Social media is often the only media coverage a track and field athlete or discipline will receive. Track and field athletes have made extensive use of social media to bring to light their financial plight and the institutional constraints on their livelihood.
During the London Olympics, #WeDemandChange and #Rule40 were among Twitter’s highest trending tags as some of America’s most decorated and famous track and field athletes protested the blackout restrictions on commercial communications.
Apparel manufacturer and emerging athlete sponsor Oiselle spearheaded one of the most intriguing social media developments of the Olympics. Oiselle posted a list of track and field athletes’ sponsors, and encouraged fans to tweet on behalf of the sponsors during the athletes’ events using the hashtag #bsblackout, to circumvent Rule 40’s restrictions.
This was an individual sponsor with no direct skin in the fight (no Oiselle athletes competed in the Games) igniting the fan base in support of all sponsors and all athletes, underscoring the close relationship between these three communities within the track and field industry.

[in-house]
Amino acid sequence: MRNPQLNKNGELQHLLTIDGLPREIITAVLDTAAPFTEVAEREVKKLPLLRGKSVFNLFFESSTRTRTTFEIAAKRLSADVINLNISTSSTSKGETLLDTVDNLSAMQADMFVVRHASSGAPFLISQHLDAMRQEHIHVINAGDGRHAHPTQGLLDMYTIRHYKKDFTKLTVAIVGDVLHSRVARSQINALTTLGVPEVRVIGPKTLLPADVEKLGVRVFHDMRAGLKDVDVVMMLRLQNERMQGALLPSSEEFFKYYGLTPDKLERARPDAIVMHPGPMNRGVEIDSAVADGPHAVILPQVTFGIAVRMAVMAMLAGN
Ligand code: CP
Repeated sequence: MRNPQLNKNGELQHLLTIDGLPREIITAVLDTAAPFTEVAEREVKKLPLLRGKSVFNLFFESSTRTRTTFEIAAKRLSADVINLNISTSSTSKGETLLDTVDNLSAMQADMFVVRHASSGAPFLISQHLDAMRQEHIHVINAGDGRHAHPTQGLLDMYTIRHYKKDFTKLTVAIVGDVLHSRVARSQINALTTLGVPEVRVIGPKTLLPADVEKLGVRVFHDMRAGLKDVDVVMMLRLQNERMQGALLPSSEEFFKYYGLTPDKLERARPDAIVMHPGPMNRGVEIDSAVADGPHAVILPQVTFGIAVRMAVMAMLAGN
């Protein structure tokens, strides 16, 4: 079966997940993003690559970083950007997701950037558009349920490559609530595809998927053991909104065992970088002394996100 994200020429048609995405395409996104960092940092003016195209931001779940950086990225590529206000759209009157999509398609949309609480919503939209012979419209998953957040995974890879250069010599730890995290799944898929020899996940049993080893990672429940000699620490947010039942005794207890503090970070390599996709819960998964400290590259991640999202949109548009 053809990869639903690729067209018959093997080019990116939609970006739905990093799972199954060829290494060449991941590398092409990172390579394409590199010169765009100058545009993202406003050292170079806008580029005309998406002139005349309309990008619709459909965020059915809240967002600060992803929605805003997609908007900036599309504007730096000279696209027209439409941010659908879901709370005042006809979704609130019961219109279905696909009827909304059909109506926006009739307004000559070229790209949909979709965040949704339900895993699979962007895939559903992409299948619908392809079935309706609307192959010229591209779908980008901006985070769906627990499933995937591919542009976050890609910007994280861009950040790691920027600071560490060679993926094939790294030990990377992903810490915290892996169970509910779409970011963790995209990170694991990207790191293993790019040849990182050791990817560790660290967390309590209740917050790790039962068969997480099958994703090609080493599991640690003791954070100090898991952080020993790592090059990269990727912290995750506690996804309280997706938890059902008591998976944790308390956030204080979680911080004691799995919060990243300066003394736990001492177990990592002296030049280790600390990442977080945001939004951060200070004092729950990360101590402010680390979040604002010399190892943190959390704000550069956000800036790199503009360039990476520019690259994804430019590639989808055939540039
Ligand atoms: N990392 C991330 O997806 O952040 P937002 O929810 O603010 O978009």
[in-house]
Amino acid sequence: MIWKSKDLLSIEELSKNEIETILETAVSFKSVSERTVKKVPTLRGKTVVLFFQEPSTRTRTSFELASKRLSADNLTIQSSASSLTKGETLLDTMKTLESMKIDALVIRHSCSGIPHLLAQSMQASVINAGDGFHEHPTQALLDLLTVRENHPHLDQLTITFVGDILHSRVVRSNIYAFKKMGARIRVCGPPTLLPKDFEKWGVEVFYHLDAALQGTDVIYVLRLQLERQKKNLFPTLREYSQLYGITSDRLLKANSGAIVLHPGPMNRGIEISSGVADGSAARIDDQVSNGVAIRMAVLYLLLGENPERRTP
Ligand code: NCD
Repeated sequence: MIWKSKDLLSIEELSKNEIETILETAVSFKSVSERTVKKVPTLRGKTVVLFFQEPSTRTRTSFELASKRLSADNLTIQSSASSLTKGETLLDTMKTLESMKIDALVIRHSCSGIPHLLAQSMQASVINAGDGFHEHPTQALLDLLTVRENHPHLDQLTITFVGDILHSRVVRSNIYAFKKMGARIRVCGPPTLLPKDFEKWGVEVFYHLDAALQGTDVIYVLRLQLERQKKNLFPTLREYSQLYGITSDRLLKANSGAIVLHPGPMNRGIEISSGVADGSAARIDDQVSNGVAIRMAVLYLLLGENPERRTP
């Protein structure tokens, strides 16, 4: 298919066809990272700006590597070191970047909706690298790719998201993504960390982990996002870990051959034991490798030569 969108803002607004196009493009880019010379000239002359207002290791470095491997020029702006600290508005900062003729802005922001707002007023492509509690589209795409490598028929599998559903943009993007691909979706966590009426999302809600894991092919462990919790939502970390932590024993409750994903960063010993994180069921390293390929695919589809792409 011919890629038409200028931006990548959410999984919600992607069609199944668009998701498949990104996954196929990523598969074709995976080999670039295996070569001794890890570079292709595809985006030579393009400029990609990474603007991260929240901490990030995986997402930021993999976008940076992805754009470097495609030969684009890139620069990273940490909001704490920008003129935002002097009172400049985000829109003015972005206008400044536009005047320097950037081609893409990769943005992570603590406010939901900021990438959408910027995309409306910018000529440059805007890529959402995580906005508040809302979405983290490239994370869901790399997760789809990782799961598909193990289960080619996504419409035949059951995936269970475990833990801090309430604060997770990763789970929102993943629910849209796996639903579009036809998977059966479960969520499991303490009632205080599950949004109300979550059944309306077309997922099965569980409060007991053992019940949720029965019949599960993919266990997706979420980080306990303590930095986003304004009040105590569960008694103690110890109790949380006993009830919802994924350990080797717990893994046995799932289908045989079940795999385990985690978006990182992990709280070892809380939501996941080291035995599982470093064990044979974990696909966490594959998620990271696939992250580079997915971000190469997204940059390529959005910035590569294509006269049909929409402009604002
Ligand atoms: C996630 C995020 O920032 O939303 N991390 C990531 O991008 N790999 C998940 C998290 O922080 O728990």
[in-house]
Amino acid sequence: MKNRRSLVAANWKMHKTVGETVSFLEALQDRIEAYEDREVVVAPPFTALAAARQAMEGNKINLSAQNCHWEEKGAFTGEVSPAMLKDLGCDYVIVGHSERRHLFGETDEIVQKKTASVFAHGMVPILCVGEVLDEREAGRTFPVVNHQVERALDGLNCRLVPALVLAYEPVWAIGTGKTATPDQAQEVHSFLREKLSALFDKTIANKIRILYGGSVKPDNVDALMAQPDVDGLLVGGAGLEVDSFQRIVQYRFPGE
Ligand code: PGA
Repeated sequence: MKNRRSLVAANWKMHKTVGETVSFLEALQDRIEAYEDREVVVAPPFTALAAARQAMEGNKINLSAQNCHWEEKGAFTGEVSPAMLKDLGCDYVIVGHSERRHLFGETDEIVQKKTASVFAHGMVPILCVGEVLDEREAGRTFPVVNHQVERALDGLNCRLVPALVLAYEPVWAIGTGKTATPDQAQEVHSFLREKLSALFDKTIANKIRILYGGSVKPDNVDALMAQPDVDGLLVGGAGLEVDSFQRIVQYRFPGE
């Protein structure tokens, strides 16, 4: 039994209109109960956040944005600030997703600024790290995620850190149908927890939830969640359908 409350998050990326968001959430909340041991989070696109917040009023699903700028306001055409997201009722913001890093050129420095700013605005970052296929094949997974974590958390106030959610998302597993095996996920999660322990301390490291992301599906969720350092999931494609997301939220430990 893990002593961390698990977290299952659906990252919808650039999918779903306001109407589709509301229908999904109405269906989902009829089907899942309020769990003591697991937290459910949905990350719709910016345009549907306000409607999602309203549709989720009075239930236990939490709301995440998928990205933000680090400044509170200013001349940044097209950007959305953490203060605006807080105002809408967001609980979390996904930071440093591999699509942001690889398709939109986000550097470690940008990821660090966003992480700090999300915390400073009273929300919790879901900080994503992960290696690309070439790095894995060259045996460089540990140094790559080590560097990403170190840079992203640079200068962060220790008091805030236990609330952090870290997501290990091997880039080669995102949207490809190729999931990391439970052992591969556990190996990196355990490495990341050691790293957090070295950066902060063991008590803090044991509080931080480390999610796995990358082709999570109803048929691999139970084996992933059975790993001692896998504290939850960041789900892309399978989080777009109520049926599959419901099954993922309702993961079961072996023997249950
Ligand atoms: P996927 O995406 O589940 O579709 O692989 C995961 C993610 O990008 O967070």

Social media also offers a great opportunity for professional athletes to connect with recreational runners, highlighting the similarities in the experience of the sport as well as the differences that make them elite.
A professional track and field athlete tweeting the mileage on his morning run is a chance for a potential fan to say “I’ve run that route before!” or “Hey, I actually ran further than him today!”
Athletes can share their post-workout meals, pre-race rituals and training pointers to aspiring youth runners wondering what may await them at the pro level; and to recreational runners seeking inspiration from and identification with the world’s best.
Updates throughout the day, over the course of weeks and months, provide a virtual training log that athletes can share with their fans. As fans identify with aspects of the athletes’ training on a day-to-day basis, over time they appreciate the volume, intensity and dedication required to be a professional runner.